How is chronic lymphocytic leukemia diagnosed?
Doctors are able to diagnose CLL after taking a medical history, doing a physical examination, and ordering diagnostic blood tests. A bone marrow biopsy may also be helpful for some.
A doctor will ask about any symptoms, including fatigue, unexplained weight loss, and a feeling of abdominal fullness. The doctor will then ask about medical history, including other health conditions that would influence CLL treatment selection. The doctor will also ask if anyone in the family has been diagnosed with CLL.
During a physical examination, a doctor may look for swollen lymph nodes, abdominal discomfort, and unexplained bruises on the body.
When doctors suspect CLL, they send patients for bloodwork. Tests include:
- Complete blood count(CBC), which checks to see if there are normal levels of white blood cells, red blood cells, and platelets.
- Flow cytometry, which is done when leukemia cells are detected in the blood; dye is added to the blood sample to determine whether the cells present in the sample are indicative of CLL or of another type of leukemia, based on specific markers on the surface of leukemia cells.
- Genetic testing of blood-containing leukemia cells, which may confirm the presence of certain gene mutations or proteins that are present when an individual has CLL.
How is chronic lymphocytic leukemia treated?
CLL progresses slowly in many people. Some may not need treatment upon diagnosis, particularly if they don’t have symptoms. Doctors may monitor their health regularly and recommend treatment when an individual experiences symptoms or disease complications. Early treatment—before it is deemed necessary—hasn’t been shown to be more effective than waiting until treatment is appropriate.
When treatment is necessary, people may receive:
- Chemotherapy, which helps to kill cancer cells. People may receive two or more chemotherapy drugs at a time to treat CLL.
- Immunotherapy treatments, known as monoclonal antibodies, which help to activate the immune system to fight and kill cancer cells. Chemotherapy may bebb combined with monoclonal antibodies.
- Targeted therapy, which targets specific proteins within CLL cells to destroy them without killing healthy surrounding cells.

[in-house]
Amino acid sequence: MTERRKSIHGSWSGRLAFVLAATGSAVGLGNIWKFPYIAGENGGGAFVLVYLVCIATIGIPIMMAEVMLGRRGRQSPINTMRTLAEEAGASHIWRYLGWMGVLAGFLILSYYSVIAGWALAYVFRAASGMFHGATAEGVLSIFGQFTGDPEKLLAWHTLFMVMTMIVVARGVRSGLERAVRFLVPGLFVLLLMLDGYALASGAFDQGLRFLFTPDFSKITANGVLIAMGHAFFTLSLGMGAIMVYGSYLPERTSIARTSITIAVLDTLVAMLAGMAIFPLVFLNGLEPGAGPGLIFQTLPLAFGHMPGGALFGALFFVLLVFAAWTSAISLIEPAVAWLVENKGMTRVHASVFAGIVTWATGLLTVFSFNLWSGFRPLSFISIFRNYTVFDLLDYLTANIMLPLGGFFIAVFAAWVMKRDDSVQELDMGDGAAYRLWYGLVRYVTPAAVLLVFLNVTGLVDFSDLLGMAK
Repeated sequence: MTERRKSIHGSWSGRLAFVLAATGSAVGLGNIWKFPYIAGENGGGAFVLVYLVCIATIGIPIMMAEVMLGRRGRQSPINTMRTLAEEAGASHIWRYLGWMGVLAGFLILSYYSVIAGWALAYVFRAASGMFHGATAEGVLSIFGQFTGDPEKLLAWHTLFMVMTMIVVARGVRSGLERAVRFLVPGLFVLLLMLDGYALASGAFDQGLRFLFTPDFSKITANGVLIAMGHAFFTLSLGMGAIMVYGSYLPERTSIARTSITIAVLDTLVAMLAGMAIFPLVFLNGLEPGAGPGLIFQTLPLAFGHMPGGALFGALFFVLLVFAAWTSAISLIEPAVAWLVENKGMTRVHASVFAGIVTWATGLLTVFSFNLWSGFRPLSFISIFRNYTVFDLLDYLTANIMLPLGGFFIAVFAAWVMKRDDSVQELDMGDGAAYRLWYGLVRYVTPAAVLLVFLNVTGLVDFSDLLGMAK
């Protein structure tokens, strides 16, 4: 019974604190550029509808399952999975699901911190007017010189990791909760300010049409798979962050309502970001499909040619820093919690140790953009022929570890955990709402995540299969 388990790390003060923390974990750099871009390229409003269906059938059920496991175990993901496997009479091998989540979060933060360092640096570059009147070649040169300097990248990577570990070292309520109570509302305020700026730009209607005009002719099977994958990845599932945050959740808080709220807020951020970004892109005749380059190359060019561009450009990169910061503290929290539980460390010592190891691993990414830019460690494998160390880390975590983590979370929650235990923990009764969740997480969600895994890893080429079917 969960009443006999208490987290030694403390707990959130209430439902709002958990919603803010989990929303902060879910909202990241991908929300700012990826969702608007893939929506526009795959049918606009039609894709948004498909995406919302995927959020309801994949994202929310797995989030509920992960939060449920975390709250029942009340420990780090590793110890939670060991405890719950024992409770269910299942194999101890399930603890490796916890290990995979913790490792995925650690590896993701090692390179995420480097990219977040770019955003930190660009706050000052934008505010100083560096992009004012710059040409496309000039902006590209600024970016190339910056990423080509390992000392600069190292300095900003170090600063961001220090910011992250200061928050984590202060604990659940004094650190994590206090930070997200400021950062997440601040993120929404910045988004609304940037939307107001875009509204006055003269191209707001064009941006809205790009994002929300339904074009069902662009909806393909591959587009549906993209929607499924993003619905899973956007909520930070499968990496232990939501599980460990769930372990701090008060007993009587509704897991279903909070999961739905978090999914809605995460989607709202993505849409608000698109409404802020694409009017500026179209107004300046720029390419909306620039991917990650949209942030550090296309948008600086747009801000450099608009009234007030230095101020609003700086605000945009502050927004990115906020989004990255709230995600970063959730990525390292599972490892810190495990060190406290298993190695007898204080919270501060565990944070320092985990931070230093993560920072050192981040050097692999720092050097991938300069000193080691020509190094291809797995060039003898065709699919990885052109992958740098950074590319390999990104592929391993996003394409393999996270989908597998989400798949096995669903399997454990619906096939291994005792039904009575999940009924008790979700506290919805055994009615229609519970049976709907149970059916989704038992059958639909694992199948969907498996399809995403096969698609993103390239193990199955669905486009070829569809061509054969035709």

- Corticosteroids, which may be useful when treatment CLL related autoimmune complications.
- Radiation therapy, in rare instances, which may help to alleviate symptoms from an enlarged spleen or lymph nodes.
- Stem cell transplant, which may cure CLL, involves destroying leukemia cells with high-dose chemotherapy or radiation, then reintroducing healthy blood-producing stem cells. This treatment isn’t offered to patients who respond to other treatments, and given the advances in other CLL treatment options, is rarely used for CLL at this time.
What is the outlook for people with chronic lymphocytic leukemia?
About 87% of people who are diagnosed with CLL survive 5 years or longer. Survival rates have improved in recent years as treatments have become more effective.
Having CLL significantly increases the chances that a patient will develop another form of cancer, such as skin, breast, or lung cancer. Up to 10% of people with CLL may develop an aggressive form of lymphoma, a cancer of the lymphatic system.
What makes Yale unique in its treatment of chronic lymphocytic leukemia?
"The last decade has brought considerable advancements in the treatment of CLL. We now have numerous non-chemotherapy treatment options, and therapy selection is increasingly complex,” says Dr. Huntington. “The CLL specialists at Yale take great care in educating patients and their families about all available options before helping select an optimal individualized treatment plan. While present-day CLL therapies are already excellent, CLL treatments are improving at such a rapid pace that we have come to expect better-tolerated and more effective therapies every year. Through clinical trials at Yale, many of our CLL patients have access to these next-generation and innovative treatment options.”